HP: Major Security Gaps in Connected Devices

An HP study has revealed that the majority of interconnected household devices likely possess large security holes. According to HP’s Fortify webpage, 70 percent of the ten connected devices tested using HP’s Fortify on Demand were vulnerable to some sort of attack. The security software-as-a-service (SaaS) released the results of its testing in a July 2014 Internet of Things State of the Union Study.

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The “Internet of Things” refers to devices that are linked together via wireless, mobile, or cloud connections. According to HP’s study, these physical household objects are embedded with sensors, actuators, and low-power Systems on Chips in order to connect with the digital world. This does not only apply to traditional “tech” gear; although it does include televisions, smart hubs, and webcams, the term also applies to everyday devices such as sprinkler controls, garage door openers, and alarm systems.

The study revealed vulnerabilities in privacy, authentication, encryption, web interfaces, and software. A startling eight out of the ten devices HP tested raised privacy concerns. The study comments on the high amount of collected data and asks, “Do these devices really need to collect this personal information to function properly?”

A majority of the devices only possessed minimum password requirements, allowing passwords as simple as “1234” to authenticate the user. HP scolds the producers in its report, reminding electronics vendors that a strong password policy is Security 101.

Transport encryption concerns information that is transmitted over a wireless connection. Most of the tested devices failed to encrypt this information, which often contains sensitive data. Additionally, HP found the web interfaces for these products possessed poor security management. Many of these interfaces were basic enough that attackers could gain access to user accounts via password reset requests.

Six out of the ten devices did not encrypt their software updates or even protect the update files themselves. HP points to this as a major cause for concern, as these “smart” devices are increasingly software-based.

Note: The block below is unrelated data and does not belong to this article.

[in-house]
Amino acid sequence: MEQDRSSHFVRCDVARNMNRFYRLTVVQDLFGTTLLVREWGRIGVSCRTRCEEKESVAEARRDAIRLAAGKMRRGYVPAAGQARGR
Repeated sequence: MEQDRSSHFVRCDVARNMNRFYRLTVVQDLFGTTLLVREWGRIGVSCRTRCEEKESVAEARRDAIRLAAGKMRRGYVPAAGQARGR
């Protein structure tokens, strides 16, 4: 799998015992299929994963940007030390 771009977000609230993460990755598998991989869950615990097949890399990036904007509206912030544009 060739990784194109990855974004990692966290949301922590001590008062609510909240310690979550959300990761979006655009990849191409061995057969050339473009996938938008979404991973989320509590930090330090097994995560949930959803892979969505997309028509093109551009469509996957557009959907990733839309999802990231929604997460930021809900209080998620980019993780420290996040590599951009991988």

HP recommends electronics producers themselves take a number of steps to ensure the security of their interconnected devices. Vendors are encouraged to make the same assessment of their own products using the OWASP Internet of Things Top 10 List as a basis for their security review. The study strongly encouraged a set of industry-wide security standards that all vendors can adhere to. It also requested vendors make security a priority “throughout the product lifestyle.”

HP used Fortify on Demand, which implements “standard testing techniques” to assess vulnerabilities. The SaaS provides “managed application security testing available on demand.” According to the report, Fortify on Demand used both manual and automated testing to obtain results and information from the devices. Its assessment criteria is based on the OWASP Top 10 List.

The OWASP Internet of Things Top 10 List is a checklist of security gaps that individuals, businesses, and electronics vendors should assess during a security review. The assessment should look for an insecure web interface, insufficient authentication, insecure network services, a lack of transport encryption, privacy concerns, an insecure cloud and mobile interface, insufficient security configurability, insecure software and firmware, and poor physical security.

The Open Web Application Security Project (OWASP) created the OWASP Foundation in 2001 as an international effort to ensure system and application security standards. Its core values are openness, innovation, global participation, and integrity. The Top 10 List draws its assessment criteria from the top ten observed security gaps in devices such as cars, lighting systems, and traffic control systems. Although HP Fortify on Demand sponsors the list, OWASP is by nature an open-source and collaborative non-profit project.